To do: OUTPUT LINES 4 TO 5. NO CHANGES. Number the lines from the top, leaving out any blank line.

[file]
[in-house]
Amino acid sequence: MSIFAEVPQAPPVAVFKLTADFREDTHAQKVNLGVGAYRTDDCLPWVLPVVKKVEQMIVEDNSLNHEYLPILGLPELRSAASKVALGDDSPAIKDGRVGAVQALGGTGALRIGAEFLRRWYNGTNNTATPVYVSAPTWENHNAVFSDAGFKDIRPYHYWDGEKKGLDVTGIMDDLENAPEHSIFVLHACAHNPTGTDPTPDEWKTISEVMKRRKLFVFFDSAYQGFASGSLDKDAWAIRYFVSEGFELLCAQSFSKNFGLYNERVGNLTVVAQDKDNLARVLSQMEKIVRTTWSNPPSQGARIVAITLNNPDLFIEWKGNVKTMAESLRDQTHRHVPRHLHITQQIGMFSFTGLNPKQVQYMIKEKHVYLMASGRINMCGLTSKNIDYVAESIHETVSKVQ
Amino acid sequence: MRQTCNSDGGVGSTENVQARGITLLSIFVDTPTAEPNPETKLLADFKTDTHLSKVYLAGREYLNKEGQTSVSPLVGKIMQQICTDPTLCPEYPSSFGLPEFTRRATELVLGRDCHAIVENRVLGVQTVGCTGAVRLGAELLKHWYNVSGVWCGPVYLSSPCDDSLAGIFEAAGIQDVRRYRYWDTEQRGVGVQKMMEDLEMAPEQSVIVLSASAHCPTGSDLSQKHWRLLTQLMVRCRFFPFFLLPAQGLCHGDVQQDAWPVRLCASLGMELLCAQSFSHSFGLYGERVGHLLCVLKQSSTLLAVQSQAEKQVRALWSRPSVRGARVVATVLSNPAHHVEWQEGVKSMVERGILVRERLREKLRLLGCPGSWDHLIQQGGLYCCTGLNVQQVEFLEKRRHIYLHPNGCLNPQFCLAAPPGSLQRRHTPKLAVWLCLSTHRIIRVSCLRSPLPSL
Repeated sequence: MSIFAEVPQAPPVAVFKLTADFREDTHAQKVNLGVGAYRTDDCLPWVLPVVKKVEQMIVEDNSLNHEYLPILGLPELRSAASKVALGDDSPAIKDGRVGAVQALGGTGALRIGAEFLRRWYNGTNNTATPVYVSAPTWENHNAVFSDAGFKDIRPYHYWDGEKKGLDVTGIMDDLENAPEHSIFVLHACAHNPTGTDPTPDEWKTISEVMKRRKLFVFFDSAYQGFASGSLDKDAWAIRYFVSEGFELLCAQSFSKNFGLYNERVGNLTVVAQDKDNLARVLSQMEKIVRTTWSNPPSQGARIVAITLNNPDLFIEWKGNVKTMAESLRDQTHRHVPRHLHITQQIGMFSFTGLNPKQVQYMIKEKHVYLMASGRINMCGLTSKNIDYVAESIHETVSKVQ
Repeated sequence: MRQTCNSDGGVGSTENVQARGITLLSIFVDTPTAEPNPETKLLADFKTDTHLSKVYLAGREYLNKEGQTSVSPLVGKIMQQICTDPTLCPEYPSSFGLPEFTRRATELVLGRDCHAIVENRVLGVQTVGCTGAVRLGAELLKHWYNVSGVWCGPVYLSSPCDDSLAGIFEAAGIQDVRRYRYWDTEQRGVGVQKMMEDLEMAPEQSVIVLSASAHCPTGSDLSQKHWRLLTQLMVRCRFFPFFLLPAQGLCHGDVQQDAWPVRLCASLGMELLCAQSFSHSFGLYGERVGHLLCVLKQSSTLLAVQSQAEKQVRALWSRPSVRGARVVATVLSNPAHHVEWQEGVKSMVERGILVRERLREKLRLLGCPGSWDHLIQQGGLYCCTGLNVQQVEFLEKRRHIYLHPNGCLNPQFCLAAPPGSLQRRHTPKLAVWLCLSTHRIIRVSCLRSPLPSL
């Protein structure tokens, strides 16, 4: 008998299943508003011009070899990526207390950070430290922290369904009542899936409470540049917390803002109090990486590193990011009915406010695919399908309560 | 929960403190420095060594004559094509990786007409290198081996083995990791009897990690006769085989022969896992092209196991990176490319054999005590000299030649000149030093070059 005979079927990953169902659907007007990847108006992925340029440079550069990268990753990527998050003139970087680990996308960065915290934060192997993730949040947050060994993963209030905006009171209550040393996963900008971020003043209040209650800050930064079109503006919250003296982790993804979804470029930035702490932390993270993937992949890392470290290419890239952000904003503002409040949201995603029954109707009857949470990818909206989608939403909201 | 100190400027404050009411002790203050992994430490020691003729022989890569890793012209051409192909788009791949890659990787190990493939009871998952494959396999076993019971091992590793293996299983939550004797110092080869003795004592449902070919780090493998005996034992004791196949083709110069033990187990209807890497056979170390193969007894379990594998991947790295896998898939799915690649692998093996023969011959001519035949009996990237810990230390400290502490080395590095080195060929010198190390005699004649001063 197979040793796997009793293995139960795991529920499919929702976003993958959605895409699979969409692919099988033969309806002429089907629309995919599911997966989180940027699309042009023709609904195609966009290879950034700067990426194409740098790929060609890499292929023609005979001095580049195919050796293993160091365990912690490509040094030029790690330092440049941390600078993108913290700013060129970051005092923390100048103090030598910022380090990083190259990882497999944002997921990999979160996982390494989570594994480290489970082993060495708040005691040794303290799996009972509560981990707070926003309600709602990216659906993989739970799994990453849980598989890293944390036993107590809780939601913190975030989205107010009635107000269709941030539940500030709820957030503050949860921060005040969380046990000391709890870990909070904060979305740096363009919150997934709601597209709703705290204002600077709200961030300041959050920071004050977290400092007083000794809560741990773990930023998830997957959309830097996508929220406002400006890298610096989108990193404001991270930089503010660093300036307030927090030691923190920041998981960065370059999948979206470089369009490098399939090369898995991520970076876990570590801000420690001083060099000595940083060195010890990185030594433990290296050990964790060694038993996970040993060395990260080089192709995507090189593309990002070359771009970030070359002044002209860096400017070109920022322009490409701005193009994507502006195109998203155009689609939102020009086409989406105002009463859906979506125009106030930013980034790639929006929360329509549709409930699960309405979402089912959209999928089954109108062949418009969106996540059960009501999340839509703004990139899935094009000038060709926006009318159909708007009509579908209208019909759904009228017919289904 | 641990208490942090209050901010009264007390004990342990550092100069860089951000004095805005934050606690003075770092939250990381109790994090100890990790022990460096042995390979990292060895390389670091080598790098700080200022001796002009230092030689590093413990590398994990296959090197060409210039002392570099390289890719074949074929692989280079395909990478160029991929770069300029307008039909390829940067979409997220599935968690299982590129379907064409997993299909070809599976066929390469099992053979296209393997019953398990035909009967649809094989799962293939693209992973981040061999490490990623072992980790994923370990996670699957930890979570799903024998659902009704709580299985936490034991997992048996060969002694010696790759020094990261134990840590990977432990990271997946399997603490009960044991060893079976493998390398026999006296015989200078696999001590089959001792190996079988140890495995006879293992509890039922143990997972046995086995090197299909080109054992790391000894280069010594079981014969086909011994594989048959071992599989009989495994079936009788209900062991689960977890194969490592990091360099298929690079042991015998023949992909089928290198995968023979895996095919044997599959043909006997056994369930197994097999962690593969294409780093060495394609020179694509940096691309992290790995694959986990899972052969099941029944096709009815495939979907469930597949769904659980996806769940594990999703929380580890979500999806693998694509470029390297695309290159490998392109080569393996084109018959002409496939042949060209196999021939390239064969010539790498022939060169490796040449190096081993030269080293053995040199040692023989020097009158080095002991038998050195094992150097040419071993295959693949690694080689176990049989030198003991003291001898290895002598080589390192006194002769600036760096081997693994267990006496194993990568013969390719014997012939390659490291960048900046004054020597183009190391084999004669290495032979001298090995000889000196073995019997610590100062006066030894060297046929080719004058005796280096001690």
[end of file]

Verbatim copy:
Repeated sequence: MSIFAEVPQAPPVAVFKLTADFREDTHAQKVNLGVGAYRTDDCLPWVLPVVKKVEQMIVEDNSLNHEYLPILGLPELRSAASKVALGDDSPAIKDGRVGAVQALGGTGALRIGAEFLRRWYNGTNNTATPVYVSAPTWENHNAVFSDAGFKDIRPYHYWDGEKKGLDVTGIMDDLENAPEHSIFVLHACAHNPTGTDPTPDEWKTISEVMKRRKLFVFFDSAYQGFASGSLDKDAWAIRYFVSEGFELLCAQSFSKNFGLYNERVGNLTVVAQDKDNLARVLSQMEKIVRTTWSNPPSQGARIVAITLNNPDLFIEWKGNVKTMAESLRDQTHRHVPRHLHITQQIGMFSFTGLNPKQVQYMIKEKHVYLMASGRINMCGLTSKNIDYVAESIHETVSKVQ
Repeated sequence: MRQTCNSDGGVGSTENVQARGITLLSIFVDTPTAEPNPETKLLADFKTDTHLSKVYLAGREYLNKEGQTSVSPLVGKIMQQICTDPTLCPEYPSSFGLPEFTRRATELVLGRDCHAIVENRVLGVQTVGCTGAVRLGAELLKHWYNVSGVWCGPVYLSSPCDDSLAGIFEAAGIQDVRRYRYWDTEQRGVGVQKMMEDLEMAPEQSVIVLSASAHCPTGSDLSQKHWRLLTQLMVRCRFFPFFLLPAQGLCHGDVQQDAWPVRLCASLGMELLCAQSFSHSFGLYGERVGHLLCVLKQSSTLLAVQSQAEKQVRALWSRPSVRGARVVATVLSNPAHHVEWQEGVKSMVERGILVRERLREKLRLLGCPGSWDHLIQQGGLYCCTGLNVQQVEFLEKRRHIYLHPNGCLNPQFCLAAPPGSLQRRHTPKLAVWLCLSTHRIIRVSCLRSPLPSL